Strategies for managing your diabetes the right way.
Being diagnosed with Type 2 diabetes can be a serious health setback because it is a disease that, if not well-managed, could have life-threatening consequences. While diet and lifestyle changes are necessary in diabetes management, diabetes doesn’t mean you have to run marathons and swear off your favorite dessert for life.
Physicians recommend that pre-diabetic and diabetic patients make changes to their diet and exercise routines in the management of the disease. According to Dr. Lesley Kellie, an internist with Norton Community Medical Associates-Mallard Creek, diet and exercise are the first line of care, but physicians realize that “lifestyle changes are easier said than done, and it takes a while for a change of habits to happen.”
If a patient has very high blood sugar levels or other complicating factors, such as heart disease or high blood pressure, Dr. Kellie may put a patient on prescription medicine, typically metformin, in conjunction with diet and exercise. “Metformin has been a first line diabetes medication for many years,” she says.
After being diagnosed, patients will typically meet with a nutritionist or nurse navigator, who can explain in detail the changes that need to be made to their diet and how/when to take medication.
Physicians usually want to see patients every three months to keep tabs on their blood sugar levels as well as support habit changes. However, Dr. Kellie says some patients are able to lower their blood sugar levels with just diet and exercise, and if this happens, they may be able to go six months between doctor visits.
THE DANGERS OF POOR DIABETES MANAGEMENT
High blood sugar can negatively impact many parts of the body. Dr. Kellie says diabetes impacts the body at the cellular level, which causes narrowing of and blockages in the arteries, resulting in not only heart disease but circulation problems. Diabetes patients’ feet and legs are examined during office visits to ensure wounds heal properly and numbness doesn’t occur.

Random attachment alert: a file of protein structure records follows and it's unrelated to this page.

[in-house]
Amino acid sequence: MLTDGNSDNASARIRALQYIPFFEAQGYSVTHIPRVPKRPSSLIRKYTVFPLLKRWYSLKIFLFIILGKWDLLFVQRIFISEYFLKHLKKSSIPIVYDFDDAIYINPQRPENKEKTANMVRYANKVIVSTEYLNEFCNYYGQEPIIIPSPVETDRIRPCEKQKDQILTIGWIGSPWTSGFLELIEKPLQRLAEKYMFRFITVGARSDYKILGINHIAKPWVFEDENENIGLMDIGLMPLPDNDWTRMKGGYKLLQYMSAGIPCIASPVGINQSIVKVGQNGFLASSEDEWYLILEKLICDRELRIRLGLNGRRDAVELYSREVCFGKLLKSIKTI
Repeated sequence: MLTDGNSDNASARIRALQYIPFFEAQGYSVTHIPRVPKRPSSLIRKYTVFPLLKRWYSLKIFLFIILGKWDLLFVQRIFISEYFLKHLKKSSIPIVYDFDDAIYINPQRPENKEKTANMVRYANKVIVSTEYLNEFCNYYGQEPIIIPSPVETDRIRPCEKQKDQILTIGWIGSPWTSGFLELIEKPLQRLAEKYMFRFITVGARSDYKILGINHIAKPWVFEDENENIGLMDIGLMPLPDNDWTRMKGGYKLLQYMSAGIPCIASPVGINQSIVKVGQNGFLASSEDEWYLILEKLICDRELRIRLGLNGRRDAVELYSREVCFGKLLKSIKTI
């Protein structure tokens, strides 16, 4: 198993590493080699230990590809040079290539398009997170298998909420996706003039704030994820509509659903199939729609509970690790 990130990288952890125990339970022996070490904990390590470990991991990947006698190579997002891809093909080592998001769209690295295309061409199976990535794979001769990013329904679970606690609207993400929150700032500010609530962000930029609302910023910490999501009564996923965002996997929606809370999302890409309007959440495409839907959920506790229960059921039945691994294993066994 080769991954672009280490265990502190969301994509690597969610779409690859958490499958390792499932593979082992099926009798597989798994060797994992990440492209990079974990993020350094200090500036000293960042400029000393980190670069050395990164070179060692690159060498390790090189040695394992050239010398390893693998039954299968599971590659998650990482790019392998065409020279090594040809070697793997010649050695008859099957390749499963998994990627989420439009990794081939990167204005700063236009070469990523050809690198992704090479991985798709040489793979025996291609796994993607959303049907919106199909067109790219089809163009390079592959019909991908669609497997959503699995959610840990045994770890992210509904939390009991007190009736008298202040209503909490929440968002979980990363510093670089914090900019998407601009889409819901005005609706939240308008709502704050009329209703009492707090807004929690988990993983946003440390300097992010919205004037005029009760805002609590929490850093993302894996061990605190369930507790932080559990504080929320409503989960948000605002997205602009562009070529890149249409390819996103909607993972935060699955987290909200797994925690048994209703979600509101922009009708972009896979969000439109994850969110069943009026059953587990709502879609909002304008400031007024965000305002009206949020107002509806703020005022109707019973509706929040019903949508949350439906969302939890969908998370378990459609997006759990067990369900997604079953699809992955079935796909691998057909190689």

Diabetes puts patients at higher risk for both fungal and bacterial infections, including pneumonia, which is one of the reasons physicians urge diabetic patients to get vaccinated against the flu virus every year.
Dr. Kellie says diabetes is even associated with depression. The microbes in the gut are impacted by high sugar levels, which then impact the production and usage of neurotransmitters in the brain. She encourages her patients to eat a Mediterranean-type diet, which is rich in fruits, vegetables, and complex carbohydrates. Such a diet is not only good for blood sugar levels, it also enhances the diversity of the gut microbiome.
MAKING DIET AND EXERCISE CHANGES DO-ABLE
Dr. Kellie says a common misconception about dietary and exercise changes is that they have to be monumental in order to make a difference. She often encourages her newly diagnosed diabetes patients to decrease the proportion of sugary foods and drinks they consume by half to begin. After they have done this for a while and have adjusted, she then encourages them to reduce their sugar intake again.
Patients often think they have to hit the gym every day in order to see changes in their blood sugar levels or waistline, but Dr. Kellie says even five-minute increments of exercise a few times a day adding up to 30 minutes is beneficial. Patients who have back problems or difficulty standing or walking can exercise in a sitting position. Dr. Kellie suggests seated marches or arm curls to increase a patient’s heart rate to help burn glucose.
By Carrie Vittitoe
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